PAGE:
to the body those natural compounds that have anticancer activity. Because they are natural compounds, the body tolerates them well, and therefore we minimize the problem of adverse effects. Antineoplastons could be a very valuable, effective and safe approach to cancer therapy."
Burzynski's Fight to Survive
Dr. Burzynski's reputation and his antineoplaston therapy have been under attack since he decided to leave the traditional medical research establishment.
In a paper published in the Canadian Journal of Sociology the author asks, "Is Stanislaw Burzynski a charlatan or a major innovator, a common swindler or a courageous pioneer?" The author contends that the opposition to Dr. Burzynski by the medical profession is apparently not based on scientific evidence. Instead he has been ostracized for his failure to play by the customary rules of the game, as set by the medical establishment. (6)
International respect for Dr. Burzynski's work continues to grow. Synthetic antineoplastons are being manufactured in Switzerland, Taiwan, the Philippines, Italy, China, and Japan. In 1989 the government of Poland honored Dr. Burzynski and gave him a special medal, acknowledging his "achievements in the field of cancer chemotherapy."
Yet in the United States, Dr. Burzynski has had to devote considerable time, effort, and money to fight political and legal battles brought against him by the FDA, the American Cancer Society, the National Cancer Institute, large insurance companies, the medical board and health department of Texas, and even the postal service, which charged him with mail fraud.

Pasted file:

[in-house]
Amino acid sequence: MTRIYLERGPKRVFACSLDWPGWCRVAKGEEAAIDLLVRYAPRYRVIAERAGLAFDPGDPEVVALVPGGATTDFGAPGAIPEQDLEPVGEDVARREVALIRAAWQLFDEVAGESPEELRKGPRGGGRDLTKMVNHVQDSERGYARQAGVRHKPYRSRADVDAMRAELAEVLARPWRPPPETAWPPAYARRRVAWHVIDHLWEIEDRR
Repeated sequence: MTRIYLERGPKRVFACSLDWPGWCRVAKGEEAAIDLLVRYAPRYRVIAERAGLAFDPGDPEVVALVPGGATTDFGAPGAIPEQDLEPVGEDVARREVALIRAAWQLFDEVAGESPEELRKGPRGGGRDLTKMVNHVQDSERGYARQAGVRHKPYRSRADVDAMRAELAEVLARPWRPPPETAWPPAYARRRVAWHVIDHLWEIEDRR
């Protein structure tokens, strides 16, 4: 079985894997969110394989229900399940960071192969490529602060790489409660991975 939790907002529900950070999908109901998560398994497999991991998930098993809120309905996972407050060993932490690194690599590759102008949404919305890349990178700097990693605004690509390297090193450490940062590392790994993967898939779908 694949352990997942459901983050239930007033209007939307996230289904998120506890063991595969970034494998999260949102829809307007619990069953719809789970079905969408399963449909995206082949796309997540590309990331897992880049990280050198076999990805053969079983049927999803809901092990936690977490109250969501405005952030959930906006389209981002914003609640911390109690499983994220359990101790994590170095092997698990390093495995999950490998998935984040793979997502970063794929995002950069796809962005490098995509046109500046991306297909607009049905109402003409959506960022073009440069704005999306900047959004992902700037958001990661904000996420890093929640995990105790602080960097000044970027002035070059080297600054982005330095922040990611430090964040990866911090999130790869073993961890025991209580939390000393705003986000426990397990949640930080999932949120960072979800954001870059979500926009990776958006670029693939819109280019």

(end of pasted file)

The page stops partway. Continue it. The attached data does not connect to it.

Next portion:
Dr. Burzynski's struggles are an example of the difficulties that alternative cancer therapies often encounter in the United States. For instance, in July 1985 agents from the FDA and the Harris County sheriffs office forcibly entered Burzynski's clinic and seized eleven filing cabinets containing over 200,000 medical and insurance billing records. The stated purpose of the raid was suspicion of interstate shipment of antineoplastons. As of March 1993 (almost eight years later), the FDA had still not brought any charges against Dr. Burzynski, and yet the medical records and documents have not been returned.
Dr. Burzynski's work with antineoplastons is gaining worldwide recognition. Scientists at the Medical College of Georgia, the Imperial College of Science and Technology of London, the University of Kurume Medical School in Japan, the University of Turin Medical School in Italy, and the Shandong Medical Academy in China have been involved in replicating and expanding various aspects of Burzynski's research.
Researchers from the University of Kurume Medical School in Japan and the Burzynski Research Institute have completed studies showing that low doses of orally administered synthetic antineoplaston A 10 help prevent lung, breast, and liver cancers in animal models. (7)
Clinical trials with antineoplastons are currently being conducted with patients in Japan, Poland, and the Netherlands as well as in the United States.
Treatment with antineoplastons has not demonstrated any major side effects or toxicity. A small percentage of patients has had mild reactions, such as stomach gas, slight change in blood pressure, mild skin rash, and chills or fever.
Antineoplastons do not appear to interfere with traditional forms of cancer therapy or with other types of alternative cancer therapy.
All patients are treated on an outpatient basis, and patients are taught to administer their own therapy. During the first several weeks of treatment, patients are usually seen approximately twice weekly and then at intervals of every four to eight weeks. The brochure for the Burzynski Clinic, located in Houston, Texas, indicates that the minimum length of time for treatment is from four months to one year.
There are three main routes for administering antineoplaston treatments:
- Intravenous drip with an ambulatory pump
- Intravenous injections through a catheter
- Orally, in capsule form
Dosage levels and the means of administration are determined by the type of cancer and the condition of the individual patient.